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When does scribbling with a pencil occur in fine motor development?

14 months

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When do you expect symbolic play to occur?

18 months old

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What is the GMFCS?

This is the gross motor function classification system.

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What is a GMFCS level 1?

Walks without limitations. 

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What is GMFCS Level 2?

Walks with limitations

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What is GMFCS level 3?

Walks using a hand held mobility device.

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What is GMFCS level IV?

Self-mobility with limitations. May use powered mobility. 

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What is GMFCS level V?

Transported in a manual wheelchair. 

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The majority of hypoxic brain injuries leading to CP occur when?

The prenatal period (76-82%)

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Kernicterus and prenatal maternal iodine deficiency are known causes of which condition?

Cerebral Palsy

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What is periventricular leukomalacia?

Periventricular leukomalacia, or PVL, is a type of brain damage that involves the periventricular white matter of the brain. Damage to the white matter results in the death and decay of injured cells, leaving empty areas in the brain — called lateral ventricles, which fill with fluid (a condition called leukomalacia).

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What does this image show?

Q image thumb

This is periventricular leukocytosis. 

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What does this image show?

Q image thumb

This shows serious decay of the white matter of the brain, specifically in the lateral ventricles. This is periventricular leukocytosis.

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what does APGAR stand for?

  • Activity (Tone)
  • Pulse
  • Grimace (reflexes)
  • Appearance
  • Respiration

 

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What does this image show?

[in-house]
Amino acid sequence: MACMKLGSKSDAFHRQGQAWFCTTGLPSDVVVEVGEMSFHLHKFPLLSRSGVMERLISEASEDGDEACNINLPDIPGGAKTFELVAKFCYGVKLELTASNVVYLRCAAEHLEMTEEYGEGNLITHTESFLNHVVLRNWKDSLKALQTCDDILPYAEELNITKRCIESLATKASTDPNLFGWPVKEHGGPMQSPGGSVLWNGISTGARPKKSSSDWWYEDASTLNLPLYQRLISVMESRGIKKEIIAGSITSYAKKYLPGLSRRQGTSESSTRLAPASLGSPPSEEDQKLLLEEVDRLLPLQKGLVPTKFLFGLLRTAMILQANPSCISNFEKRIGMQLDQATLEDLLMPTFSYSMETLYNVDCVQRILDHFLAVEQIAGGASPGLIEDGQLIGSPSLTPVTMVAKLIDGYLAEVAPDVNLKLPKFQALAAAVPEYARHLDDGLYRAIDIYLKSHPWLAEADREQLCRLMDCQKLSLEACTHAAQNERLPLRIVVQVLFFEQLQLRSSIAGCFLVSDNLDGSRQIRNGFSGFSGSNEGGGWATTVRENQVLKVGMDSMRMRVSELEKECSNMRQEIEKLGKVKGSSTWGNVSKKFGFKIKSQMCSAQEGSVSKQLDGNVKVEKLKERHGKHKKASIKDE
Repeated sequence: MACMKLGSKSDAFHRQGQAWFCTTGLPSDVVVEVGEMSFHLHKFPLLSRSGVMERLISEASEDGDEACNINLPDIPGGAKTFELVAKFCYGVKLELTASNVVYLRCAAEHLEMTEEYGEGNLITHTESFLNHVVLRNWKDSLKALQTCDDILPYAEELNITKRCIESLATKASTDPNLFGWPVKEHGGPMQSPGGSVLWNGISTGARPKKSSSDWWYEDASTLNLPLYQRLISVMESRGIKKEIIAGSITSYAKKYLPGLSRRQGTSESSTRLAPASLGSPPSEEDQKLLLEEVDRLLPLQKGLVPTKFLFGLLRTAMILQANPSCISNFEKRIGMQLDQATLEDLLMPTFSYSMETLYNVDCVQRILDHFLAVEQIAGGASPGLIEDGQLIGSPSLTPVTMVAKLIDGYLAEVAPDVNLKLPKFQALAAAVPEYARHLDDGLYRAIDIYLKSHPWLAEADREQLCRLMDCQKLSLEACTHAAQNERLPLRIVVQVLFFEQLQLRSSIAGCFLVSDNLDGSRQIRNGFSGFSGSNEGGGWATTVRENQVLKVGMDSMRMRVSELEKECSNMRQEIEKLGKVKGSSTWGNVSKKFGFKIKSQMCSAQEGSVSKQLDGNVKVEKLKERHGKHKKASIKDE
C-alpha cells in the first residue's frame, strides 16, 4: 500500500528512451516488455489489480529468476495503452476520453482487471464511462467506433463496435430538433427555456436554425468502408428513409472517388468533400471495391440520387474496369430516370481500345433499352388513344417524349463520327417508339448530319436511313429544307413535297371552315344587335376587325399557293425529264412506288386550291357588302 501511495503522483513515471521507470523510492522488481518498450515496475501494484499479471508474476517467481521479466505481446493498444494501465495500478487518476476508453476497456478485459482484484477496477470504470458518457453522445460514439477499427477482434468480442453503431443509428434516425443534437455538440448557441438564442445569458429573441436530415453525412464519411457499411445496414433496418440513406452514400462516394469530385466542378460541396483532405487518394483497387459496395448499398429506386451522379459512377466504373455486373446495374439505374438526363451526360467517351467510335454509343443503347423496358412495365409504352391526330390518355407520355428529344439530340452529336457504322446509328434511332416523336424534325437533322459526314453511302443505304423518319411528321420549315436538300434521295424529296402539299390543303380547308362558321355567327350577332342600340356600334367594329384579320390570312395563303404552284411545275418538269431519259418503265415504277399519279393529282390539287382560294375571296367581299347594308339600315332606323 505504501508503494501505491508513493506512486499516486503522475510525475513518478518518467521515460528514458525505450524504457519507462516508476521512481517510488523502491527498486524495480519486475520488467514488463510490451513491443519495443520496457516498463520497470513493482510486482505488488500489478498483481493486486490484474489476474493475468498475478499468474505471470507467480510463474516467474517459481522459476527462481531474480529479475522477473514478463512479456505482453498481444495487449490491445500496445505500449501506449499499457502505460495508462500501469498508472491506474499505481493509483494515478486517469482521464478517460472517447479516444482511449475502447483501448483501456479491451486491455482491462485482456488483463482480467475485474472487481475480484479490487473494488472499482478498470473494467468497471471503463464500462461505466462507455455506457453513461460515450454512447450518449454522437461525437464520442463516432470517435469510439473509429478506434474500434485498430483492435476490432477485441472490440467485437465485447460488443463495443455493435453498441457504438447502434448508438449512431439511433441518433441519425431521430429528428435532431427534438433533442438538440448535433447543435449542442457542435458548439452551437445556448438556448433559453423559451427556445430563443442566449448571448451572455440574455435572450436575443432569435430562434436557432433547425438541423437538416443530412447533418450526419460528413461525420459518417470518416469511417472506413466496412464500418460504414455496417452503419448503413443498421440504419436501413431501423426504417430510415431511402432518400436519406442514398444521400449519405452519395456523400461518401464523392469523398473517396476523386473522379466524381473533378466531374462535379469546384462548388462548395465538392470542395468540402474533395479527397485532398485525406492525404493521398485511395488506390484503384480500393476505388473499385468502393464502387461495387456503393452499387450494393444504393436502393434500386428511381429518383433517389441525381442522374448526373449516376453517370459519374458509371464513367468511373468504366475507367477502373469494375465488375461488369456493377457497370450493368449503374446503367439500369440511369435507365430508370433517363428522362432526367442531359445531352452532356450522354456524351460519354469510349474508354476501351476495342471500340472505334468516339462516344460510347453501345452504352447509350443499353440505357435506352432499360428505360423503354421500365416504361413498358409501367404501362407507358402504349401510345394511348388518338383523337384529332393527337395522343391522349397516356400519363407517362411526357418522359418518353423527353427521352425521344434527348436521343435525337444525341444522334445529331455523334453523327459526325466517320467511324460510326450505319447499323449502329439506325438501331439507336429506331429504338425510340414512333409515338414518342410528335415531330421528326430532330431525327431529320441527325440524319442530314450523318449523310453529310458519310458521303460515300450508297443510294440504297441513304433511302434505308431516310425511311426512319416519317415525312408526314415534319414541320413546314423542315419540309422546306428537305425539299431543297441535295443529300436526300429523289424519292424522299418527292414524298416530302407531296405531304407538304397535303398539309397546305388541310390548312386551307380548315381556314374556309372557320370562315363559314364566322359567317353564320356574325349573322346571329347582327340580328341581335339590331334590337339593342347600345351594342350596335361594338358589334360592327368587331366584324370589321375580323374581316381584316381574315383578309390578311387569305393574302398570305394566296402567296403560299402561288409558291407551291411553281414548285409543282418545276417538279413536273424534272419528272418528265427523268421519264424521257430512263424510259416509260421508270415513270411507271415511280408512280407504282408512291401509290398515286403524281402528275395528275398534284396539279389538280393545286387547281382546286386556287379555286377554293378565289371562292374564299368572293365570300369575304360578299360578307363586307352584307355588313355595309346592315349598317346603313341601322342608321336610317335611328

Q image thumb

Kernicterus (Jaundiced brain!)

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The DSM 5 (pulblished in 2013) reorganised the triad of symptoms of autism spectrum disorder into a dyad. What are these two symptoms?

1. difficulties in social communication and social interaction

2. restricted and repetitive behaviour interests and activities

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what is echolalia?

This is the frequent repetition of set words. 

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What type of drugs are risperidone and aripiprazole?

These are anti-psychotic medications. 

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What is methylphenidate?

This is a stimulant, used in the treatment of ADHD related disorders in children with autism. 

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What is the increase in mortality risk of patients with autism spectrum disorder?

2.8 x

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In which IQ range is a mild learning disability classified?

50/55-70

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In which IQ range is a moderate learning difficulty classified?

35/40-50/55

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In which IQ range is a severe learning disorder classified?

20/25-35/40

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In which IQ range will profound learning difficulty be diagnosed?

Below 20/25

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What are the Functions of the  Cerebellum?

  1. Precision co-ordination of movement. Does not initiate motor signals etc, but does ensure co-ordinationIn injury or insult, px's have erratic, poorly timed movements
  2. Motor Learning - Learning of motor responses to a conditioned stimulus. 

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The Superior cerebellar artery and the  Anterior Inferior Cerebellar Artery arise from which artery?

The  Basilar Artery.

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The Posterior Inferior Cerebellar Artery  arises from which artery?

The Vertebral artery

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Which cells within the cerebellum (cortex) "Process" information?

Purkinje Cells

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Output information from the cerebellum passes throough which anatomical structure?

The Superior Peduncle

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What are the symptoms of damage to the cerebellum?

  • Ataxia (gross loss of co-ordination)
  • Dysarthria (poor speech articulation)
  • Dysdiadocohokinesia (Ha! Try saying that ten times quickly!) - Inability to perform rapid alternating movements. 

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Name as many differential causes of cerebral palsy as you can. 

  • Prenatal: Infection, toxins, drugs, trauma, >foetal movement
  • Perinatal: Prematurity, Difficult birth, Abnormal tone, Post-birth pathology
  • Delayed motor development

 

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What is Baclofen, and why is it used?

This is a GABAb antagonist - reduces spasticity with varying efficacy between individuals.